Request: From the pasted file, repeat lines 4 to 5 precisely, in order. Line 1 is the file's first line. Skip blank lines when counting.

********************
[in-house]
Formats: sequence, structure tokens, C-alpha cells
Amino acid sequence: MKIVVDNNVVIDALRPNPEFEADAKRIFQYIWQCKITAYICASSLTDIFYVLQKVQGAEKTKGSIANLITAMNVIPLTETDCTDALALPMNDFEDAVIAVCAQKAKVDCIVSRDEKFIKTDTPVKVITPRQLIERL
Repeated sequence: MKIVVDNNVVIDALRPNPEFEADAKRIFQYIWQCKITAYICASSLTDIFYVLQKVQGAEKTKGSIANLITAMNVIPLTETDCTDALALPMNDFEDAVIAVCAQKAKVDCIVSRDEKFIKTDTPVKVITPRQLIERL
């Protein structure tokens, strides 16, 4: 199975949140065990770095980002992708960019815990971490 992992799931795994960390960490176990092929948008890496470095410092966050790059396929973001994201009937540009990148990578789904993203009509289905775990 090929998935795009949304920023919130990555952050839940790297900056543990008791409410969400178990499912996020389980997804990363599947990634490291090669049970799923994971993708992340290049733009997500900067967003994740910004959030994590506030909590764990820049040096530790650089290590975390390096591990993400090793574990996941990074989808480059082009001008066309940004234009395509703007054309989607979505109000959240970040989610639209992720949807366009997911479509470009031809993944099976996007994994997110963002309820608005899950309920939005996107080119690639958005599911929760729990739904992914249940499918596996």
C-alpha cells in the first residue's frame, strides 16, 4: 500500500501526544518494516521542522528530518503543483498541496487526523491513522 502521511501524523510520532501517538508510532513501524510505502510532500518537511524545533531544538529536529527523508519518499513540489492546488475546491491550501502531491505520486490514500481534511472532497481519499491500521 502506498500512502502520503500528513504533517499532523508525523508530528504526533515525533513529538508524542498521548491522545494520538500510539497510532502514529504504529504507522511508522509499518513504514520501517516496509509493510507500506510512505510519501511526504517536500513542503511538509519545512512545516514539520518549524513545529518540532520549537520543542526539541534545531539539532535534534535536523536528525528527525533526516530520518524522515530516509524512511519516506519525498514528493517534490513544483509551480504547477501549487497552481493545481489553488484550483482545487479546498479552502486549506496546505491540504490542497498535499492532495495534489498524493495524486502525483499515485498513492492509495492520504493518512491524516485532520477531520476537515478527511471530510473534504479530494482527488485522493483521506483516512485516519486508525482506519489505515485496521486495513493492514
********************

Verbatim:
Repeated sequence: MKIVVDNNVVIDALRPNPEFEADAKRIFQYIWQCKITAYICASSLTDIFYVLQKVQGAEKTKGSIANLITAMNVIPLTETDCTDALALPMNDFEDAVIAVCAQKAKVDCIVSRDEKFIKTDTPVKVITPRQLIERL
């Protein structure tokens, strides 16, 4: 199975949140065990770095980002992708960019815990971490 992992799931795994960390960490176990092929948008890496470095410092966050790059396929973001994201009937540009990148990578789904993203009509289905775990 090929998935795009949304920023919130990555952050839940790297900056543990008791409410969400178990499912996020389980997804990363599947990634490291090669049970799923994971993708992340290049733009997500900067967003994740910004959030994590506030909590764990820049040096530790650089290590975390390096591990993400090793574990996941990074989808480059082009001008066309940004234009395509703007054309989607979505109000959240970040989610639209992720949807366009997911479509470009031809993944099976996007994994997110963002309820608005899950309920939005996107080119690639958005599911929760729990739904992914249940499918596996």